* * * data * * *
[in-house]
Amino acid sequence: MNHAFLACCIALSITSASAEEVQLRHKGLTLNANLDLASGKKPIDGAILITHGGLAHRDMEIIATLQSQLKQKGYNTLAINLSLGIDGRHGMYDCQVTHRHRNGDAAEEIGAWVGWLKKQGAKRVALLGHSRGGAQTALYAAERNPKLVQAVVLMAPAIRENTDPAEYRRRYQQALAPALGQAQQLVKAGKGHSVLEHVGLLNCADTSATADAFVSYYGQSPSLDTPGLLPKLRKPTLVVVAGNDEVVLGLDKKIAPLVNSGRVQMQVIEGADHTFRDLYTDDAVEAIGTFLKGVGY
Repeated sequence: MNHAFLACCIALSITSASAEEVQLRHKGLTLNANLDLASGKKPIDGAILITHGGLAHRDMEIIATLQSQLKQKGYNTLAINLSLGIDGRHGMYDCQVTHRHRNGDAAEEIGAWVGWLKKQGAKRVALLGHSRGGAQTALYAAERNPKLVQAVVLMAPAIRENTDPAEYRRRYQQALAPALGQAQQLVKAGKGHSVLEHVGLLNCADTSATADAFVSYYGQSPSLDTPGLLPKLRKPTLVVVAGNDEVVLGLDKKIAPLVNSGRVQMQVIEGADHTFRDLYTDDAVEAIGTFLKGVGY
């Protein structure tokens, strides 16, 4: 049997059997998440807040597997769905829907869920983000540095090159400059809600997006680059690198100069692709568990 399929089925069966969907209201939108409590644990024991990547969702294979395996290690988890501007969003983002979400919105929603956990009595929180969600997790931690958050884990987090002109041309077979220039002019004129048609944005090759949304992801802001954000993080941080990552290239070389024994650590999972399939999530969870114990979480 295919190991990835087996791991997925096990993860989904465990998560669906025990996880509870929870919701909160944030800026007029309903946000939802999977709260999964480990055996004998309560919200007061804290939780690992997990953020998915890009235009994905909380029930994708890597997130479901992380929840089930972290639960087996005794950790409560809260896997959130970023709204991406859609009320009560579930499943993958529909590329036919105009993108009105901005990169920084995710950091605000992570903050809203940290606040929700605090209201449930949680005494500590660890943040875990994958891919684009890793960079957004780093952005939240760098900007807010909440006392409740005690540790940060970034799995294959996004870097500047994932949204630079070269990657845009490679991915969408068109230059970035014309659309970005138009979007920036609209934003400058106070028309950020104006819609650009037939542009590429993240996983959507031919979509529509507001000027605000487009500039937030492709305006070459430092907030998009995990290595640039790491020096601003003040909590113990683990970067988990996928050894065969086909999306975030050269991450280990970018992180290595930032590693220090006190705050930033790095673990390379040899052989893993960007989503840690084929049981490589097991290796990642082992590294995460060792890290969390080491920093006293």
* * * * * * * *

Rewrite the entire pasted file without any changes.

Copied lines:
[in-house]
Amino acid sequence: MNHAFLACCIALSITSASAEEVQLRHKGLTLNANLDLASGKKPIDGAILITHGGLAHRDMEIIATLQSQLKQKGYNTLAINLSLGIDGRHGMYDCQVTHRHRNGDAAEEIGAWVGWLKKQGAKRVALLGHSRGGAQTALYAAERNPKLVQAVVLMAPAIRENTDPAEYRRRYQQALAPALGQAQQLVKAGKGHSVLEHVGLLNCADTSATADAFVSYYGQSPSLDTPGLLPKLRKPTLVVVAGNDEVVLGLDKKIAPLVNSGRVQMQVIEGADHTFRDLYTDDAVEAIGTFLKGVGY
Repeated sequence: MNHAFLACCIALSITSASAEEVQLRHKGLTLNANLDLASGKKPIDGAILITHGGLAHRDMEIIATLQSQLKQKGYNTLAINLSLGIDGRHGMYDCQVTHRHRNGDAAEEIGAWVGWLKKQGAKRVALLGHSRGGAQTALYAAERNPKLVQAVVLMAPAIRENTDPAEYRRRYQQALAPALGQAQQLVKAGKGHSVLEHVGLLNCADTSATADAFVSYYGQSPSLDTPGLLPKLRKPTLVVVAGNDEVVLGLDKKIAPLVNSGRVQMQVIEGADHTFRDLYTDDAVEAIGTFLKGVGY
């Protein structure tokens, strides 16, 4: 049997059997998440807040597997769905829907869920983000540095090159400059809600997006680059690198100069692709568990 399929089925069966969907209201939108409590644990024991990547969702294979395996290690988890501007969003983002979400919105929603956990009595929180969600997790931690958050884990987090002109041309077979220039002019004129048609944005090759949304992801802001954000993080941080990552290239070389024994650590999972399939999530969870114990979480 295919190991990835087996791991997925096990993860989904465990998560669906025990996880509870929870919701909160944030800026007029309903946000939802999977709260999964480990055996004998309560919200007061804290939780690992997990953020998915890009235009994905909380029930994708890597997130479901992380929840089930972290639960087996005794950790409560809260896997959130970023709204991406859609009320009560579930499943993958529909590329036919105009993108009105901005990169920084995710950091605000992570903050809203940290606040929700605090209201449930949680005494500590660890943040875990994958891919684009890793960079957004780093952005939240760098900007807010909440006392409740005690540790940060970034799995294959996004870097500047994932949204630079070269990657845009490679991915969408068109230059970035014309659309970005138009979007920036609209934003400058106070028309950020104006819609650009037939542009590429993240996983959507031919979509529509507001000027605000487009500039937030492709305006070459430092907030998009995990290595640039790491020096601003003040909590113990683990970067988990996928050894065969086909999306975030050269991450280990970018992180290595930032590693220090006190705050930033790095673990390379040899052989893993960007989503840690084929049981490589097991290796990642082992590294995460060792890290969390080491920093006293």